Getting to know you: why we’re talking to our users

We’re finding that there’s a lot to be learned from talking to your users. As we take the final steps towards launching The Events Calendar / Events Calendar PRO 3.0, it’s more important than ever to find out who our users are, why events are important to them and how we could better help them succeed — financially or, if there’s some other metric by which they gauge success, through whatever avenue is important to them.

You’ve probably seen Shane’s blog post from the end of April containing the PollDaddy survey. (If you haven’t replied yet, what better time than now?). But we’ve also got a batch of conversations scheduled next week in place of May’s usability test, which should help paint an even better picture.

Earlier this week I sent an email to three distinct groups of users:

  • The last 100 people to purchase a plugin
  • 100 users whose licenses expired over the past couple months who have not renewed
  • 50 or so users who have bought 4 or more licenses

The goal was simple: we wanted to schedule about a dozen 20-minute sessions throughout the morning of May 17, talking to a cross-section of these three groups to see what we could find out. This wasn’t intended a science experiment or a case study; it’s a casual conversation. But even pitching it as such ¬†— and with the offer of a free license/upgrade to sweeten the deal — we wondered how much response we’d get. Our estimate was maybe 5% but not much higher than that.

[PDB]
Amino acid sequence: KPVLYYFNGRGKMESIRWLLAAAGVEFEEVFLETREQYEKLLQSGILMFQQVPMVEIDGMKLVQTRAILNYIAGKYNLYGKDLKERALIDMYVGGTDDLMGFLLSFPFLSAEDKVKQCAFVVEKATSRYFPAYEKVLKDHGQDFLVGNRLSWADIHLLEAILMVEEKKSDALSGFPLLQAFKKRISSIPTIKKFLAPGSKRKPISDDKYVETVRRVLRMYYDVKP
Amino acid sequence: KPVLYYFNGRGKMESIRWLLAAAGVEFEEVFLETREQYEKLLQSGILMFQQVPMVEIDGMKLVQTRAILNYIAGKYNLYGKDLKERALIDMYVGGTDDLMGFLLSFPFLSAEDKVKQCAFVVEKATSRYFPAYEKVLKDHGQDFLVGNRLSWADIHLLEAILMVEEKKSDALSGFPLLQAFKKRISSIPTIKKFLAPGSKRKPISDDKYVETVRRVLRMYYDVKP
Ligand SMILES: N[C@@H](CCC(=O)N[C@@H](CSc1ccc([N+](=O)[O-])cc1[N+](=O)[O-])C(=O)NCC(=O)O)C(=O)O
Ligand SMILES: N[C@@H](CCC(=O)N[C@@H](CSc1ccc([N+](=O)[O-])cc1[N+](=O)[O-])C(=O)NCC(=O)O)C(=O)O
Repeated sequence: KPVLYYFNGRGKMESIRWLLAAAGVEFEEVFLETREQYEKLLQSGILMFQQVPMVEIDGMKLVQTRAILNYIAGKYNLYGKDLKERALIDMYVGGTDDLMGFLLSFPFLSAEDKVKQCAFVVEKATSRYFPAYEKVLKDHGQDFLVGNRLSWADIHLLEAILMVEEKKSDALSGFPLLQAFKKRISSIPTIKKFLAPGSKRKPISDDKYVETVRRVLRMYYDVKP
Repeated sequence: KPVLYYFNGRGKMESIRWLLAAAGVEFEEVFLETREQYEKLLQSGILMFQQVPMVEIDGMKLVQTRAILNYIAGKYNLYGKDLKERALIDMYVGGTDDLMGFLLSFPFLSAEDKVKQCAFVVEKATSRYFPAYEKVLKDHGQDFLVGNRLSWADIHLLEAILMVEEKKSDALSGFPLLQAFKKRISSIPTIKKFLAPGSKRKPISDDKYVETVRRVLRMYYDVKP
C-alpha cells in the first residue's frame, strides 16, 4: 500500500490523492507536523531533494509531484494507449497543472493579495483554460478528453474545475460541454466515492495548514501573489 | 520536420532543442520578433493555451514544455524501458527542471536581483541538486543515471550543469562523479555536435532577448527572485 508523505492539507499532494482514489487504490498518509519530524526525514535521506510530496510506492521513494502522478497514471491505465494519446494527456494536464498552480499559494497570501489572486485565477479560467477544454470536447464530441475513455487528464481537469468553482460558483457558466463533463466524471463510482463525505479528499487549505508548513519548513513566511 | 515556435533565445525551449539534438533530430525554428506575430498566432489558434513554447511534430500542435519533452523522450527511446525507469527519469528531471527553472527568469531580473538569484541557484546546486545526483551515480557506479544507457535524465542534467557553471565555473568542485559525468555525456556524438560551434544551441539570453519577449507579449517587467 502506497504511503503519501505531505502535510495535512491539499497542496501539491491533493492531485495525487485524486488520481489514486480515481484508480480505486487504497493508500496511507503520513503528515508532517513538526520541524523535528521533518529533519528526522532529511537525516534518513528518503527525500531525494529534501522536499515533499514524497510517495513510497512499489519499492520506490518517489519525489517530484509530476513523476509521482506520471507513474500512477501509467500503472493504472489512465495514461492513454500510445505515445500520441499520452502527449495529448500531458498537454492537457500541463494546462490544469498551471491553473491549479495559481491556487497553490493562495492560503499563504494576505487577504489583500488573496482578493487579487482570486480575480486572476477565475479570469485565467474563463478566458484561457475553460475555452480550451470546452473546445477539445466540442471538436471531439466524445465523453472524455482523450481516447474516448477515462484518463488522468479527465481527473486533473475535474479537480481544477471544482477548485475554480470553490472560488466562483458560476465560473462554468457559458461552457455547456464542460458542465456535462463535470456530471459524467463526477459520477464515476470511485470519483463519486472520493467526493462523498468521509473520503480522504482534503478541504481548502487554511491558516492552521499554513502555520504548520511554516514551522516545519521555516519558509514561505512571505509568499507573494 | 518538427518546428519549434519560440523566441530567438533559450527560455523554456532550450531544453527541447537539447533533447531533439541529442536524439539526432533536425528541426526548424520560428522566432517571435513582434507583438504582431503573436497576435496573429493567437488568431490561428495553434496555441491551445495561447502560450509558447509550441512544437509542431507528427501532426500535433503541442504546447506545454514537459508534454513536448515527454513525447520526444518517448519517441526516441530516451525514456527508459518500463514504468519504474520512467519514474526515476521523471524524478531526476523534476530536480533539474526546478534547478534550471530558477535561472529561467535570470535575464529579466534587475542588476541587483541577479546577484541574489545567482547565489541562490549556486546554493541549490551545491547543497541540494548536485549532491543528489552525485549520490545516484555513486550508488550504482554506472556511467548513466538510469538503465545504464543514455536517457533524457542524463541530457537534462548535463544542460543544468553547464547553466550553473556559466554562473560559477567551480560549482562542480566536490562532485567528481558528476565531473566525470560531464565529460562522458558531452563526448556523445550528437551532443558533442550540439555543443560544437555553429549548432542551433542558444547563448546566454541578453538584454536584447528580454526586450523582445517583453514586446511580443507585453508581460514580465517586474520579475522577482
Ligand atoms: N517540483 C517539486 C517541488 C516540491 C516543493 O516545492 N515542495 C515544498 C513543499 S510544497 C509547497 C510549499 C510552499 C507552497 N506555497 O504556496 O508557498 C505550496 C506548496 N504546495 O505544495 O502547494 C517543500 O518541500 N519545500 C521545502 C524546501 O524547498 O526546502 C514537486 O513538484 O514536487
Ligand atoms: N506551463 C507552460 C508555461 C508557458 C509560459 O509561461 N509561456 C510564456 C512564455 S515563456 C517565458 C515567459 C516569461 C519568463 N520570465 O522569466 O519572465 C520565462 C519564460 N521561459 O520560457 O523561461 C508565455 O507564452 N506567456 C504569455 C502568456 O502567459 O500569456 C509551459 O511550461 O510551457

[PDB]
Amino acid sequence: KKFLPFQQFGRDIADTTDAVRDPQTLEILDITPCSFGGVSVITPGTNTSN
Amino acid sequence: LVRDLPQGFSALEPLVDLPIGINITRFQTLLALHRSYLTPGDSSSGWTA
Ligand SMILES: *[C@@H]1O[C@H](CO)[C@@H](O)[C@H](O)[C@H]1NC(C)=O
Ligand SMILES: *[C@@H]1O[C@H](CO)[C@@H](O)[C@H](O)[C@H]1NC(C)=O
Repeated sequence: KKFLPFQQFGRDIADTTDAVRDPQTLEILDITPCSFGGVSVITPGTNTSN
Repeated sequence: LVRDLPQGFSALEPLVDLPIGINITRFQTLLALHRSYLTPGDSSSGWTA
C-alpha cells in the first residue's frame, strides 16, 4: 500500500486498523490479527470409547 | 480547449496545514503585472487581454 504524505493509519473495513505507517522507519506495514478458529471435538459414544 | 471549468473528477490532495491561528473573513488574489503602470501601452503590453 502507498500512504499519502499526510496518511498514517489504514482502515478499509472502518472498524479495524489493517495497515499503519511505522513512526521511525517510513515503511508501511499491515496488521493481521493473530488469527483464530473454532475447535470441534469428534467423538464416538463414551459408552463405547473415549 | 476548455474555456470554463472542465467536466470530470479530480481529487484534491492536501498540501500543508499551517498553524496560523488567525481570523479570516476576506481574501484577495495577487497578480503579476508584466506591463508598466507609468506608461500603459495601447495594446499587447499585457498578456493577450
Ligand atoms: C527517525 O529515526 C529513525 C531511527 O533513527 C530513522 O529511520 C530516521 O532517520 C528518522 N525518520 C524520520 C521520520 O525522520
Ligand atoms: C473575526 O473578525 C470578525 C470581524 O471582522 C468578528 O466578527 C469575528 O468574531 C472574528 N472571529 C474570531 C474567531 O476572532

Surprisingly, we got one hell of a response. All 12 of the slots were booked within far less than 24 hours, and I’m still four days later turning away people who are replying with interest. Even more surprising, we had just as many expired users reply as we did recent buyers.

We’re excited about what this means for the quality of our conversations next week, and even more excited about where the results of these conversations will take us. We’re going to let the flow naturally but do have a script we’ll stick to if things go off course, which includes questions like:

  • What role does events play in the stuff you’re working on?
  • What do you look at when deciding on a calendar?
  • Do you pick this for your clients? Or do the clients pick it with you?
  • Do you crack the hood? What are your expectations when doing so? How do you use documentation? Did you? What were you expecting to see that you didn’t?
  • How did we make you more profitable? Did we? Is there other stuff we could build that you could sell? Are there features you’d pay extra for?
  • How much do you care about features/aesthetics vs core quality?
  • What frustrates you on a daily basis?¬†Developers, is there anything we could have done to make your job easier?

If you were one of the folks who volunteered your time — even if you were turned away because the slots were booked — we thank you.

Any other companies out there tried these types of sessions? If so, was it worth your while in the long term? This is our first attempt and we’re in many ways making it up as we go along. Would definitely be interested in hearing feedback in the comments from others who’ve done the same.